Tableau has taken the data visualization world by storm, and for good reason.
Beautiful and complex visualizations, dashboards, and reports can be created quickly and without any coding experience within its user-friendly interface. Tableau is particularly useful for the creation of interactive visualizations, as filters can be added to a single visualization or full dashboard with just a few clicks. However, Tableau is limited in its analytic capabilities. The calculated fields feature allows for simple measures such as means, sums, and date differences to be calculated, and Tableau has some built-in features for adding regression lines or identifying clustering. For any sort of advanced analyses, however, Tableau falls short.
R, on the other hand, was created by statisticians and therefore has extraordinary analytic capabilities. Between its built-in functions and those contained within the seemingly endless list of available packages, there’s little that you can’t do in R from an analytic standpoint. However, visualization in R presents more of a challenge. The development of packages like ggplot2 and plotly has significantly advanced R’s data visualization abilities, but these packages are still not as easy to use as Tableau’s interface. It takes a fair amount of coding ability to build a well-designed, interactive dashboard or visualization in R. Even for those with coding expertise, it is simply much more time-consuming to write R code to make one plot in a dashboard act as a filter for others, to add explanatory text, to restructure your data for a particular visualization (which often isn’t even necessary in Tableau), to resize graphs in a dashboard, to apply color, or to accomplish any number of other tasks which can be quickly accomplished in Tableau’s drag-and-drop environment.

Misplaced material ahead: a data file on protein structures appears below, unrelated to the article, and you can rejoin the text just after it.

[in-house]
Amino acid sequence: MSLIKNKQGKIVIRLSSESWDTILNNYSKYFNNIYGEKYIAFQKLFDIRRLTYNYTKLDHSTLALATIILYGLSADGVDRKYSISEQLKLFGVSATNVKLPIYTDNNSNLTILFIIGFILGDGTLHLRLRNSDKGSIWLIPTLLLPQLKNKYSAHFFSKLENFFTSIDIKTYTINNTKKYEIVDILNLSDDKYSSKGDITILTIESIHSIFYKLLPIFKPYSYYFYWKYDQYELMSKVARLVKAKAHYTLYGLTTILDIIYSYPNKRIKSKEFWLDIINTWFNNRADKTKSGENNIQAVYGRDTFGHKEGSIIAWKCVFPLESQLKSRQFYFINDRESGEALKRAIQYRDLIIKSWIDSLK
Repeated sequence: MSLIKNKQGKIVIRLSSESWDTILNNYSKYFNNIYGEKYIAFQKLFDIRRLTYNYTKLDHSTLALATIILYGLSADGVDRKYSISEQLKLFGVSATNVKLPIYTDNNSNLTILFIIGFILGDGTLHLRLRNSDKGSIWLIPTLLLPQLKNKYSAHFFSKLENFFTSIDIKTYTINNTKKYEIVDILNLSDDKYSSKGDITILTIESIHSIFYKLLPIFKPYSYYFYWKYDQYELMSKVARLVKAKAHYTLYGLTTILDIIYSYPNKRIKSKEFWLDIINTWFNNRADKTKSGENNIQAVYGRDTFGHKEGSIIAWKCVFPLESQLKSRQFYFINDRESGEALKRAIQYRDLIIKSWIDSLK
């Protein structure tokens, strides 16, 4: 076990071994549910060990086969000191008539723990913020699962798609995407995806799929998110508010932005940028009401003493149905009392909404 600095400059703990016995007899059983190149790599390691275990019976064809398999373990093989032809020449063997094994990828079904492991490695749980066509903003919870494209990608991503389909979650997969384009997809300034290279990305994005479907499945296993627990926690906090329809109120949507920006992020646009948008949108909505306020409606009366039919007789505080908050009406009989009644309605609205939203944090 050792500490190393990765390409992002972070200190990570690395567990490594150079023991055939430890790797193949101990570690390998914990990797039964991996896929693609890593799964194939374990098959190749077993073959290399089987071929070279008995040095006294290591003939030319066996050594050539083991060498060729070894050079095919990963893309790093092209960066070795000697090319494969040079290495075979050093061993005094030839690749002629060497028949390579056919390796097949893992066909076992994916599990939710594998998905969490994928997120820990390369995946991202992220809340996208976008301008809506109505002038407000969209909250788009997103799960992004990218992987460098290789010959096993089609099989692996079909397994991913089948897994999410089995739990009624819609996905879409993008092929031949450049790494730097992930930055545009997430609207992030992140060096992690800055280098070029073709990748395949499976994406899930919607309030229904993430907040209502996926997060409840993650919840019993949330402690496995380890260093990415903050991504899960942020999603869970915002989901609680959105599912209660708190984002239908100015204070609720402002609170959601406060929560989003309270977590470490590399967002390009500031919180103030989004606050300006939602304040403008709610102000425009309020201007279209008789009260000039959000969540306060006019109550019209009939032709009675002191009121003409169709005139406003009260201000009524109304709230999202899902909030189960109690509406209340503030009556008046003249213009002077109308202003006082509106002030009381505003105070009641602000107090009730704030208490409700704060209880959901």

Fortunately, Tableau is able to connect to R, enabling users to reap the benefits of both tools at once. To demonstrate this process and its usefulness, I will walk through a sample regression analysis conducted using R code and Tableau visualizations.
In order for R and Tableau to be used together, a connection has to be set up using the “Rserve” package.
First, install the “Rserve” package in R. The first code option is simply the standard code for installing R packages from CRAN. I am also including code for installing the “Rserve” package from RForge, as the CRAN install has frequently given me errors.
Next, just load the newly-installed “Rserve” package:
The only other step that needs to be taken in R is to run the following command, which sets up a socket server and allows requests to be sent to R:
Rserve should now be working, so let’s switch over to Tableau.
Under “Help,” click “Settings and Performance” and then “Manage Analytics Extension Connection”:
The following “Analytics Extension Connection” window should open. Select “Rserve” as the Analytics Extension, as well as “localhost” for server and “6311" for Port. Once that’s all entered, click the “Test Connection” button in the lower left corner of the window:
After you click the Test Connection button, you should receive the following message indicating that your connection has been set up successfully:
If you receive this message, then you’re good to go. We will be staying in Tableau for the rest of this tutorial, although we will need to keep R running to maintain the connection.
The data that I will be using in this tutorial come from NYC OpenData and represent inmates in custody in New York City. Included variables represent attributes such as mental health designation, race, gender, age, custody level, legal status, sealed status, security risk group membership, top charge, and infraction flag. The data are publicly available and are available for download here.
I’m curious as to whether or not custody level (minimum, medium, or maximum) predicts whether or not an individual has a mental health designation, and will create a logistic regression model with mental health designation as my outcome and custody level as my predictor. Before setting up a connection to Tableau, I used the following R code to prepare these data and to write a csv file containing the cleaned data:
Once this file is connected to Tableau (in Tableau, click “Connect to Data,” select “Text File,” and navigate to your csv), we will use a calculated field to create our regression model. Select “Create Calculated Field” from the drop-down menu in the Data panel: